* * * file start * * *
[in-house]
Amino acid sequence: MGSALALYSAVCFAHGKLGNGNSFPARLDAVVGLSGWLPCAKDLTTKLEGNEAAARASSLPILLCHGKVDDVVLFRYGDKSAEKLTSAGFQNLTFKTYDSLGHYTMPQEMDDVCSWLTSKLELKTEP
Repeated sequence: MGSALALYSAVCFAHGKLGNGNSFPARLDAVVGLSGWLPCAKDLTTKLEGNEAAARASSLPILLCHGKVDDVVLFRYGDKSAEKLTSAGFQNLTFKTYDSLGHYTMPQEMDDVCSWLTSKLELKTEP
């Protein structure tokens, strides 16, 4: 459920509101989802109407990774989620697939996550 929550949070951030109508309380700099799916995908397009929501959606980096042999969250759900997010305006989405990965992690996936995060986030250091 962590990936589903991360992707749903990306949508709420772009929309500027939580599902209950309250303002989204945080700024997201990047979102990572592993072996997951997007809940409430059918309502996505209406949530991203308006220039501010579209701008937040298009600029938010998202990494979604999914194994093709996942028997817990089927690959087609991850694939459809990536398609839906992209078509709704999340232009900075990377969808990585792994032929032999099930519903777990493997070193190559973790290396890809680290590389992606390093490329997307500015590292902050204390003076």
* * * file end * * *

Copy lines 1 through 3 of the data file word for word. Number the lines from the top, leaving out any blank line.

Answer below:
[in-house]
Amino acid sequence: MGSALALYSAVCFAHGKLGNGNSFPARLDAVVGLSGWLPCAKDLTTKLEGNEAAARASSLPILLCHGKVDDVVLFRYGDKSAEKLTSAGFQNLTFKTYDSLGHYTMPQEMDDVCSWLTSKLELKTEP
Repeated sequence: MGSALALYSAVCFAHGKLGNGNSFPARLDAVVGLSGWLPCAKDLTTKLEGNEAAARASSLPILLCHGKVDDVVLFRYGDKSAEKLTSAGFQNLTFKTYDSLGHYTMPQEMDDVCSWLTSKLELKTEP